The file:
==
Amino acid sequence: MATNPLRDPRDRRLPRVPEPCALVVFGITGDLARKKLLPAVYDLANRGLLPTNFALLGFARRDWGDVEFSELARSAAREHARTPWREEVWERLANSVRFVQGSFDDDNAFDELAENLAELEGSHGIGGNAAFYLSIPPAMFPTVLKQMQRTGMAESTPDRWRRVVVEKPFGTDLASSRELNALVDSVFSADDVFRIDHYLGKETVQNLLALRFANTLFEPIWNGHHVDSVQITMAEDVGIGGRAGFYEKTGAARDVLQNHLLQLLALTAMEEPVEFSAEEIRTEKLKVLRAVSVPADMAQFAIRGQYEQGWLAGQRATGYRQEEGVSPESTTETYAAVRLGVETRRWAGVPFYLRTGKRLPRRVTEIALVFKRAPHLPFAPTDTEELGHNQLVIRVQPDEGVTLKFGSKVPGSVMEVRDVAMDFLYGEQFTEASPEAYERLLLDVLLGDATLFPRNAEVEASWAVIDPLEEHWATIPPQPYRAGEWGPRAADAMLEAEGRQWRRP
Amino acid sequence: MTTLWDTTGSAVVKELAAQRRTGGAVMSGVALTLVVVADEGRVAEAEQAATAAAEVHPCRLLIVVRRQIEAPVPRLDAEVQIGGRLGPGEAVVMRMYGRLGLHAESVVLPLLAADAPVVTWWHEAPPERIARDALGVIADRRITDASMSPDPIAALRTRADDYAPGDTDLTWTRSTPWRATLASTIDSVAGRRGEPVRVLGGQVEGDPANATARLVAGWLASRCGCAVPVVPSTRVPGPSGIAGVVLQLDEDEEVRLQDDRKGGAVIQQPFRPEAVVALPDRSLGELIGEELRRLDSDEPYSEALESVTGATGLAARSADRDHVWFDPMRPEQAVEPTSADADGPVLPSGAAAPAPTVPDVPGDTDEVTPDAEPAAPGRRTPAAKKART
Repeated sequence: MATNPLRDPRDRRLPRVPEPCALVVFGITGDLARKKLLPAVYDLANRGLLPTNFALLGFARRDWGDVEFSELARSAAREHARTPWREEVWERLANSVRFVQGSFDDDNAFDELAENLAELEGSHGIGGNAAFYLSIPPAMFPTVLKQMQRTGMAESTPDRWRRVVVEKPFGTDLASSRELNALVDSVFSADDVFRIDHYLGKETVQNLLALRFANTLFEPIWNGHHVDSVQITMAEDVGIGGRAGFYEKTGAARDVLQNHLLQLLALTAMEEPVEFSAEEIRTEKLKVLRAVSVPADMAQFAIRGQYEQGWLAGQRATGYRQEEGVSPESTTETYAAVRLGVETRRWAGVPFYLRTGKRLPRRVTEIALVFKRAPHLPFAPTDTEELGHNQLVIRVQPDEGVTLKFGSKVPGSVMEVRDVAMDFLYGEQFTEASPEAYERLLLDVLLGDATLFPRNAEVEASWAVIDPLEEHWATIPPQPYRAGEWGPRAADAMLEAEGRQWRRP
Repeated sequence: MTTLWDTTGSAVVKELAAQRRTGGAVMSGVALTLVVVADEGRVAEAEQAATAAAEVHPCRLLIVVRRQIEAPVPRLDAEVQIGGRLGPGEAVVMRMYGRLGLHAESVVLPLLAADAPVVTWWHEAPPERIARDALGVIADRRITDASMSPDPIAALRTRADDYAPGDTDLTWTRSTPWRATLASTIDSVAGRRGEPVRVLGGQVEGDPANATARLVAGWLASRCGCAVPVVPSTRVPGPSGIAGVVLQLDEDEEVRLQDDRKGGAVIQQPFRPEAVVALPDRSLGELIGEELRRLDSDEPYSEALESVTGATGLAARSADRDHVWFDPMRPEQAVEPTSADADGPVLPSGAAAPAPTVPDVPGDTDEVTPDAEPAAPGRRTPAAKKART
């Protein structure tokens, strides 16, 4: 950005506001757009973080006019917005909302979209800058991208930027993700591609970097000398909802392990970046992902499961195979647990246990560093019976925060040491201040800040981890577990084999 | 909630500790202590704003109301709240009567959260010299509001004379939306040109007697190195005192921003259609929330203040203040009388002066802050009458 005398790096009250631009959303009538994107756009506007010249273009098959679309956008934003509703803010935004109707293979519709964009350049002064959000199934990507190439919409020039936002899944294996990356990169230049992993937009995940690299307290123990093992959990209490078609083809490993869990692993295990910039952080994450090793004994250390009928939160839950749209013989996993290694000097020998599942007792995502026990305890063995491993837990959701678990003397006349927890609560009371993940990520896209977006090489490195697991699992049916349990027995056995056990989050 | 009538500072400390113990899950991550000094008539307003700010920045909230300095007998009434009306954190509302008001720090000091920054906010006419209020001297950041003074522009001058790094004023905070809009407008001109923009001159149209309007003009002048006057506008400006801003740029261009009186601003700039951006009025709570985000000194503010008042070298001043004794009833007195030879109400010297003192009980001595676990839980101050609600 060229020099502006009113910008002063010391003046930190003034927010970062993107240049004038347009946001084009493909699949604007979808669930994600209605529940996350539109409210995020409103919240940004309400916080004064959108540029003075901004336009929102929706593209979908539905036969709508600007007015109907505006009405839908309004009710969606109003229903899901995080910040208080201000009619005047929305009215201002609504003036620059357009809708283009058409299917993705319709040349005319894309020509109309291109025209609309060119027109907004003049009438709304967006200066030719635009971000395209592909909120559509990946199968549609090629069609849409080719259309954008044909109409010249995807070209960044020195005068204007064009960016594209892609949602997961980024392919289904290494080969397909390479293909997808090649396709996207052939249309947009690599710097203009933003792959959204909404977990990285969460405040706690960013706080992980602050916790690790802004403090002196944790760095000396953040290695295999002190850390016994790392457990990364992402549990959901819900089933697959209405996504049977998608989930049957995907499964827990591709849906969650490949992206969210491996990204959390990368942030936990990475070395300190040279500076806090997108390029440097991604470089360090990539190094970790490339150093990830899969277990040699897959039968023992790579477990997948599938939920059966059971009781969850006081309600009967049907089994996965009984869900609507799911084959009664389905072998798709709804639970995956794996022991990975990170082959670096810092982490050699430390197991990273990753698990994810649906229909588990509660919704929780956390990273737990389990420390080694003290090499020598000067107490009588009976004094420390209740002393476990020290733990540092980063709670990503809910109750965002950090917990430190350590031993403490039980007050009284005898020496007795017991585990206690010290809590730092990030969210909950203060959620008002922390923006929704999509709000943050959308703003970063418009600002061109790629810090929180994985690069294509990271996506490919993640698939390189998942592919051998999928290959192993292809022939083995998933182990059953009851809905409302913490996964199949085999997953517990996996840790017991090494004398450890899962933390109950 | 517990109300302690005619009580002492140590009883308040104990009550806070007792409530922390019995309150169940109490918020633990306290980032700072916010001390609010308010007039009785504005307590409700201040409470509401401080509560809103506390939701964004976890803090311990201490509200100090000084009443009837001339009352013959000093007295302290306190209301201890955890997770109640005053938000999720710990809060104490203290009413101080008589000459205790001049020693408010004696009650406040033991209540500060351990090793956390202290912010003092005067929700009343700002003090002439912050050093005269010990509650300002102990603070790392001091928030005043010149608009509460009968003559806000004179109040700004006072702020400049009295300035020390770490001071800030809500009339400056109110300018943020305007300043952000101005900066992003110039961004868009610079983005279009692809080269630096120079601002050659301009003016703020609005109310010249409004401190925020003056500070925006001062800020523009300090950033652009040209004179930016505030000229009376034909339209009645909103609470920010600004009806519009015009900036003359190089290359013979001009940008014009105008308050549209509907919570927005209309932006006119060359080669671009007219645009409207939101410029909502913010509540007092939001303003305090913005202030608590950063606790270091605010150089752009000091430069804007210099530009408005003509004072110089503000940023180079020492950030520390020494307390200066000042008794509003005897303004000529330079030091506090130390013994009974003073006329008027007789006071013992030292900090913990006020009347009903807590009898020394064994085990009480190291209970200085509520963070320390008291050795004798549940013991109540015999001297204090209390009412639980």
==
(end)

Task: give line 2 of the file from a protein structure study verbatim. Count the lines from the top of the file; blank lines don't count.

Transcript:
Amino acid sequence: MTTLWDTTGSAVVKELAAQRRTGGAVMSGVALTLVVVADEGRVAEAEQAATAAAEVHPCRLLIVVRRQIEAPVPRLDAEVQIGGRLGPGEAVVMRMYGRLGLHAESVVLPLLAADAPVVTWWHEAPPERIARDALGVIADRRITDASMSPDPIAALRTRADDYAPGDTDLTWTRSTPWRATLASTIDSVAGRRGEPVRVLGGQVEGDPANATARLVAGWLASRCGCAVPVVPSTRVPGPSGIAGVVLQLDEDEEVRLQDDRKGGAVIQQPFRPEAVVALPDRSLGELIGEELRRLDSDEPYSEALESVTGATGLAARSADRDHVWFDPMRPEQAVEPTSADADGPVLPSGAAAPAPTVPDVPGDTDEVTPDAEPAAPGRRTPAAKKART